Fees are the worst. Are we right? 😒
Fear not: We created this guide to help you identify the most common bank fees, and how to dodge them all together! Why? It’s Financial Literacy month and we’re all about the anti-fee education. It’s part of our ongoing effort to show you the best money moves on the planet.
The Most Common Bank Fees
Here’s a look at some of the most common bank fees, why you might get charged for them, how much they (typically) cost and — of course — how to avoid them.
Monthly Maintenance Fee
Cost: Depending on the bank, you’ll see monthly maintenance fees range from as low as $4 or $5 a month all the way up to $25. (That’s $300 a year!)
Reason: This is a monthly fee just for using a specific bank account. In other words, you’re paying the bank just to hold your money for you!
Some banks will waive these fees if you also complete other requirements. These could include:
- keeping a minimum average balance in the account
- receiving enough in direct deposits (ACH)
- opening another type of account at the same bank
- being a certain age and/or attending school.
But honestly? The easiest way to avoid monthly maintenance fees is to simply choose an institution that doesn’t have them.
For example, bank accounts offered through Chime are free of any monthly fees, so you won’t lose a single penny to maintenance charges again.
Minimum Balance Fee
Cost: As with maintenance fees, you can expect to pay anywhere from $5 to $25 (or more) a month in minimum balance fees, depending on the account.
Reason: If you don’t keep a certain amount of money in your account each month.
Sometimes, this is a daily minimum (so if you ever drop below that minimum, you’ll get charged the fee) while others have a minimum monthly average (meaning, you won’t get charged as long as your average balance is above that threshold).
The minimum daily balance is most often found as a subset of the monthly maintenance fee we already talked about. As long as you keep a certain amount of money in your account, your bank will waive that monthly fee.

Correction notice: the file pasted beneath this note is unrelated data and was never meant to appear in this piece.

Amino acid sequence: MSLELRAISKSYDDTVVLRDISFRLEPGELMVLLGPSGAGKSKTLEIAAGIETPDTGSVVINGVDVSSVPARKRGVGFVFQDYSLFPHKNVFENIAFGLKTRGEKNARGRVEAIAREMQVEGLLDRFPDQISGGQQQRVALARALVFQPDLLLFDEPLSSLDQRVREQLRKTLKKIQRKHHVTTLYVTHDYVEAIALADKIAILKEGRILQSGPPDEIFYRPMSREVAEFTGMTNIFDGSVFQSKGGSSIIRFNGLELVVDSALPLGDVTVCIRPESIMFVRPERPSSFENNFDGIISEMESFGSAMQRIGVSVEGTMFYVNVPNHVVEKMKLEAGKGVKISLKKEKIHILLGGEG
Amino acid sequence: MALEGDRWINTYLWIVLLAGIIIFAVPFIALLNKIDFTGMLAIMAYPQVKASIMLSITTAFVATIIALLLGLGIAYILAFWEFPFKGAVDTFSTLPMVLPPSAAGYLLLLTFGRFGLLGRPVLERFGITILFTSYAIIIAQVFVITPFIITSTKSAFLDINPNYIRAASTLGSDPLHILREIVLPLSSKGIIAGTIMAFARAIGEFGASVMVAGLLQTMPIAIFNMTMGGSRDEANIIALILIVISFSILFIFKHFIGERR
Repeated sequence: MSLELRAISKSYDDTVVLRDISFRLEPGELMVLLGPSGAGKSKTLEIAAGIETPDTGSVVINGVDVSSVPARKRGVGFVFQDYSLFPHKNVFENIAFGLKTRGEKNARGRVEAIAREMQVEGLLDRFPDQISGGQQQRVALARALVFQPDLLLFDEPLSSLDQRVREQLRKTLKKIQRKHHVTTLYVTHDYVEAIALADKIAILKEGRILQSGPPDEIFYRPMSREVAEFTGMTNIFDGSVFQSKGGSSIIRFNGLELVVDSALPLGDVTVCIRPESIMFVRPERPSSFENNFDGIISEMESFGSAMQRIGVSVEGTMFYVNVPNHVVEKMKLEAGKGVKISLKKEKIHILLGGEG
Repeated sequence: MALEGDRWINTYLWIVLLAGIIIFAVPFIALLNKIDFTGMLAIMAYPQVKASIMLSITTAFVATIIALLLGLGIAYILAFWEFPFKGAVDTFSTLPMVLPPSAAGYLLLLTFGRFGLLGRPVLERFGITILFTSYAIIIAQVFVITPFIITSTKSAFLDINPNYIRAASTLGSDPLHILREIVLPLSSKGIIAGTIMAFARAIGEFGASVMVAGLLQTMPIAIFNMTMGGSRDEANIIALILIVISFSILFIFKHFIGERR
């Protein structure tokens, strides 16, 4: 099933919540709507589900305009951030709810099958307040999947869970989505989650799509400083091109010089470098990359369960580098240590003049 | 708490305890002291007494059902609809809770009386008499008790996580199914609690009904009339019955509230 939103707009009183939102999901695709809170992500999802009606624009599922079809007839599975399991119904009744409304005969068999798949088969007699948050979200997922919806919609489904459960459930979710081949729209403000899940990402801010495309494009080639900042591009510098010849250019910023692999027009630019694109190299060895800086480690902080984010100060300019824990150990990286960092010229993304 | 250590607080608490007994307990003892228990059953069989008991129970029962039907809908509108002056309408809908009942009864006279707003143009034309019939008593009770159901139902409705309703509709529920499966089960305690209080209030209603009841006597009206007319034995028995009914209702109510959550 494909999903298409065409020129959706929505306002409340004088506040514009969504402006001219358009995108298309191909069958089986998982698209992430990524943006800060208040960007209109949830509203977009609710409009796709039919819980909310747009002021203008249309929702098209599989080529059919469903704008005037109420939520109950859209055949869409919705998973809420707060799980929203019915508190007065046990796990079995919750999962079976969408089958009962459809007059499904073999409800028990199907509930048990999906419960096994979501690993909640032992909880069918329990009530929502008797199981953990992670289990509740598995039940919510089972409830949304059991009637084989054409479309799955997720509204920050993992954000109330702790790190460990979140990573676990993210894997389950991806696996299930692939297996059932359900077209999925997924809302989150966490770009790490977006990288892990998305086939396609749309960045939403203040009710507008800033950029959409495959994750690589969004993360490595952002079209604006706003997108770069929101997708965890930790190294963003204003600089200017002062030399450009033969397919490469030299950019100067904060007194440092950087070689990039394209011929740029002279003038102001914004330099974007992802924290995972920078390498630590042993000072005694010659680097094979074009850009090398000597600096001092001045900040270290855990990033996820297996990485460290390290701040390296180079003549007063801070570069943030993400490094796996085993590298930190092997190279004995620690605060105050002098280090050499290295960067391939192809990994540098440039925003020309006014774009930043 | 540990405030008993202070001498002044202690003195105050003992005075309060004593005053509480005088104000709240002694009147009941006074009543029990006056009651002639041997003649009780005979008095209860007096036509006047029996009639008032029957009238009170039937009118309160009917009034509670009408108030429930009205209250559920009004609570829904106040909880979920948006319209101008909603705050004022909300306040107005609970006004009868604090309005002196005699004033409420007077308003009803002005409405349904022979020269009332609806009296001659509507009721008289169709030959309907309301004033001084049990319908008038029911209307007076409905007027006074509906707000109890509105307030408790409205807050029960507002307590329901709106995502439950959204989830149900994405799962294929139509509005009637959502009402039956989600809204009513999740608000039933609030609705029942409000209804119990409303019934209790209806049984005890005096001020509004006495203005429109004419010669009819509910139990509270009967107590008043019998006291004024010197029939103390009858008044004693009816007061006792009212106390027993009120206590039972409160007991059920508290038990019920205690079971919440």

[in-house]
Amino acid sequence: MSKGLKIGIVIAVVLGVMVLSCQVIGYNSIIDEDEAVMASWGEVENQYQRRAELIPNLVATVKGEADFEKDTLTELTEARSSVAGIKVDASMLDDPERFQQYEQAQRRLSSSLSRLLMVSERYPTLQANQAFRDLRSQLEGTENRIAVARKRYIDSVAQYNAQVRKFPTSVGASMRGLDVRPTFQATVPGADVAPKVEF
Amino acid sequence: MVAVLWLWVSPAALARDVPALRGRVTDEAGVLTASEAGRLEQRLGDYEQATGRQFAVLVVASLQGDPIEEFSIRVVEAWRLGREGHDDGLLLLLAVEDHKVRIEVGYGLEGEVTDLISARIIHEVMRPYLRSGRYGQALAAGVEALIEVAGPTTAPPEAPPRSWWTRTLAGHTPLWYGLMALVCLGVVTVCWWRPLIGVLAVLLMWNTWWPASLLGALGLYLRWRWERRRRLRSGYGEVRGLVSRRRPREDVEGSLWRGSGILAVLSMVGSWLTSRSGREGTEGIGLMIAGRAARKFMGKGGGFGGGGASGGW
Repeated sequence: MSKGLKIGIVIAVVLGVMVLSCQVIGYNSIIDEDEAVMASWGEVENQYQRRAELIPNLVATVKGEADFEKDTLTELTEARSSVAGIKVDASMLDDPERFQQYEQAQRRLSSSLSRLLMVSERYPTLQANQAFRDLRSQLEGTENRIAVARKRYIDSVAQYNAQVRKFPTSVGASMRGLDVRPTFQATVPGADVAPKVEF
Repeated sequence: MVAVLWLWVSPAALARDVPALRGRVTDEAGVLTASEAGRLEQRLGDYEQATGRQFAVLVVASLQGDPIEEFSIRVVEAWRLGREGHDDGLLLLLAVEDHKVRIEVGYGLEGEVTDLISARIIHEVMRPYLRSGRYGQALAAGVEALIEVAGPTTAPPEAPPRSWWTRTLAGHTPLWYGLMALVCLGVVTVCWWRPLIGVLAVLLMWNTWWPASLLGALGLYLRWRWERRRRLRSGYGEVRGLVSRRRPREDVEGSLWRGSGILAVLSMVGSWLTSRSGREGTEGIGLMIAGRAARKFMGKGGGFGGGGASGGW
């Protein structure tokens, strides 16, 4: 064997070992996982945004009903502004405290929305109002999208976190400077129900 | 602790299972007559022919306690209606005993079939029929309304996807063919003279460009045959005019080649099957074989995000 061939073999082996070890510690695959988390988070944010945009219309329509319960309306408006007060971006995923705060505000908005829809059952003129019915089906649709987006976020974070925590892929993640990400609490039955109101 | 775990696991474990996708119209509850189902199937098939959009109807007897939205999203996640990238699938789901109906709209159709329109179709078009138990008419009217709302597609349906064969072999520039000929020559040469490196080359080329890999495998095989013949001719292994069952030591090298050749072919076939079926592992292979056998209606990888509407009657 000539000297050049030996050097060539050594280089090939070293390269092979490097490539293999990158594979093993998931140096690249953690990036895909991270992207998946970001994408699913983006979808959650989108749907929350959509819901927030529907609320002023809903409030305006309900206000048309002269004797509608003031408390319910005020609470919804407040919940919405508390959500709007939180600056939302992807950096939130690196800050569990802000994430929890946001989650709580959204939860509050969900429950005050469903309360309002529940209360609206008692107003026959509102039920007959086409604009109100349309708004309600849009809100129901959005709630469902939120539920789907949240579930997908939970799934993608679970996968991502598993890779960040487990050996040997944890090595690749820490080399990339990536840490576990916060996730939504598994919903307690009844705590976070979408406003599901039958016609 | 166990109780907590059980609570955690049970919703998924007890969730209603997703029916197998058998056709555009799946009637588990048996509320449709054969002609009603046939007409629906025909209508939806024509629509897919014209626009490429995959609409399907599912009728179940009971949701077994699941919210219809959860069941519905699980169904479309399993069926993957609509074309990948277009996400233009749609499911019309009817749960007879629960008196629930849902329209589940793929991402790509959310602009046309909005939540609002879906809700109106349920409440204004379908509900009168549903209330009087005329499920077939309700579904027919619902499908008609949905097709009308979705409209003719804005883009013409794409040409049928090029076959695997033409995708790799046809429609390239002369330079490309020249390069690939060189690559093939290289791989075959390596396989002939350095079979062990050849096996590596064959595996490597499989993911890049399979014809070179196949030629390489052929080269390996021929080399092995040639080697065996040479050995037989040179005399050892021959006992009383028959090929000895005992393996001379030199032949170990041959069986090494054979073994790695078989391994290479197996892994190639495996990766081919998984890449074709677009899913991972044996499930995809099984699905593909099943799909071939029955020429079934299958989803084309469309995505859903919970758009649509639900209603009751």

How to Avoid It: As with the maintenance fees, the best way to avoid a minimum balance fee is to choose a bank that doesn’t charge them. Otherwise, the only real way around them is to ensure that you are keeping enough money in your account at all times.
Cost: Between $1.50 and $3.50 per transaction, on average.
Reasons: ATM owners (which can either be another bank or a private business) will charge a convenience fee for letting you use their machine. Your own bank may even charge you on their end if you use someone else’s (non-network) ATM, meaning two fees — talk about adding insult to injury!
There are two types of ATM fees: the ones charged by the bank that owns the ATM, and the ones that can be charged by your bank if you use another bank’s ATM. Ideally, you’ll want to avoid both.
The owner of an ATM will usually charge a service fee for letting you use that machine for withdrawals or to check your balance. You can best avoid this fee by only using ATMs that are in your network. Some banks also offer ATM fee reimbursement, which refunds any ATM fees you might incur from other banks throughout the month.
Your bank may also charge you a fee on their end, if you use another bank’s ATM — so essentially, you could pay two fees just for using an out-of-network ATM to access your account. Again, the best way to avoid this is to choose a bank that doesn’t charge these fees or to only use in-network ATMs (like one of the 38,000+ nationwide ATMs that you can access for free through Chime).
How to Avoid It: Can’t find an in-network ATM? You can often use your debit card to get cash back when making a purchase, and you can usually check your account balance or transfer funds with your banking institution’s mobile app.
Insufficient/Nonsufficient Funds Fee (NSF)
Cost: NSF fees can be anywhere from $15 to $45 per transaction, depending on your bank. And if you don’t realize your account is overdrawn, you could rack up a few of these charges in a single day.
Reason: If you spend more than you have in your bank account.